Relatives of a woman who died after being poisoned by the nerve agent Novichok are waiting for a ruling after taking High Court action in a bid to get “key questions” asked about Russian state involvement.
Members of Dawn Sturgess’s family say a coroner wrongly decided to limit what issues will be considered at an inquest.
A barrister representing them said the question of who was responsible for the use of Novichok was a matter of “almost-unparalleled public concern”.
Michael Mansfield QC on Wednesday told two judges an act of “state terrorism” could not be “artificially truncated”.
Ms Sturgess, 44, died in hospital in Salisbury, Wiltshire, in July 2018 after collapsing at her partner Charlie Rowley’s home in Amesbury.
Members of her family say David Ridley, the senior coroner for Wiltshire, was wrong to limit the scope of an inquest and his decision should be quashed.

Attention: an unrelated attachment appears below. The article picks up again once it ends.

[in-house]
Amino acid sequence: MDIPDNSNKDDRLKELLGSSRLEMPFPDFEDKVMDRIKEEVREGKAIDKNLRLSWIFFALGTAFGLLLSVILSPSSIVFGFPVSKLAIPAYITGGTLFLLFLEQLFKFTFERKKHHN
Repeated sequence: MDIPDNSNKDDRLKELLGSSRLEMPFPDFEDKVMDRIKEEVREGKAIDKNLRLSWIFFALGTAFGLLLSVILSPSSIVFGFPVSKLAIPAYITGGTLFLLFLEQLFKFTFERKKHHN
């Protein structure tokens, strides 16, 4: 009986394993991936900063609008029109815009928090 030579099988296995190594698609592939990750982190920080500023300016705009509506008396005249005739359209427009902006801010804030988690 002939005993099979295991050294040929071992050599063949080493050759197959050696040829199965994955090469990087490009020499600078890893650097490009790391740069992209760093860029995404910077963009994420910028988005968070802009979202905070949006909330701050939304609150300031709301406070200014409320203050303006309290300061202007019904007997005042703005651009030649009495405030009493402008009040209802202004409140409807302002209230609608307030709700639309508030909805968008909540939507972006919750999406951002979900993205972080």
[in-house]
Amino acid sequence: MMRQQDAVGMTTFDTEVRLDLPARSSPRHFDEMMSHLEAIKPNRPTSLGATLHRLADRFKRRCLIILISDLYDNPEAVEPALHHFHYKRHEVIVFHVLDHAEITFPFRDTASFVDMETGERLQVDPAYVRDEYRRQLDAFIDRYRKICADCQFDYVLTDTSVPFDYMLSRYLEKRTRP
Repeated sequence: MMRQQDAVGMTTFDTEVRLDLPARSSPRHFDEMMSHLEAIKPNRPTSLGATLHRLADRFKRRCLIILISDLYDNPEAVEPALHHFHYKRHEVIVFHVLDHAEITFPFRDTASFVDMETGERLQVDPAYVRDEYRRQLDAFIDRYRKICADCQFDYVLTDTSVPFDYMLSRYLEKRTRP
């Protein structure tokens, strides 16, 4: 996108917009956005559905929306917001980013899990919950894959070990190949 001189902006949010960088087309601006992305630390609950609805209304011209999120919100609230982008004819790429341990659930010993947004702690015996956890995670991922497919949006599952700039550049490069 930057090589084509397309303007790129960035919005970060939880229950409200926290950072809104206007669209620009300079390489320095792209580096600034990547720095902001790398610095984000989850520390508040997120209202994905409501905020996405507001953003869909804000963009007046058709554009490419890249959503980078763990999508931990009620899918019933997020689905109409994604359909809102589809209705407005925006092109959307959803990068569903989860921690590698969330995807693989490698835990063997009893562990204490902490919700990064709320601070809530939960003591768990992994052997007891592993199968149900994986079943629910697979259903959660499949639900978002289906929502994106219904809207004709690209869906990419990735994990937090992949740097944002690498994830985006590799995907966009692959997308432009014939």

Lawyers representing Mr Ridley and Home Secretary Priti Patel disagree and say the challenge should be dismissed.
Lord Justice Bean and Mr Justice Lewis, who considered rival arguments at a two-day High Court hearing which ended on Wednesday, are expected to deliver a ruling in the near future.
Judges heard that Ms Sturgess was exposed to the same military-grade nerve agent believed to have been used in an attempted assassination of former agent Sergei Skripal and his daughter Yulia in Salisbury in March 2018.
Mr Mansfield said the coroner had decided he would not consider whether any Russian state agents, other than the suspects – Russian military intelligence agents known as Alexander Petrov and Ruslan Boshirov – were responsible for Ms Sturgess’s death, or issues relating to the source of the Novichok.
He said that meant the inquest would not investigate “credible allegations” that other Russian state agents were involved or “key questions” about how the operation was arranged.
Ms Sturgess’s daughter, who is at school, has technically challenged decisions Mr Ridley made about the inquest’s scope in December.
An adult relative acted as her “litigation friend” and instructed lawyers on her behalf.
Judges said Ms Sturgess’s daughter’s full name could not be revealed in media reports of the case.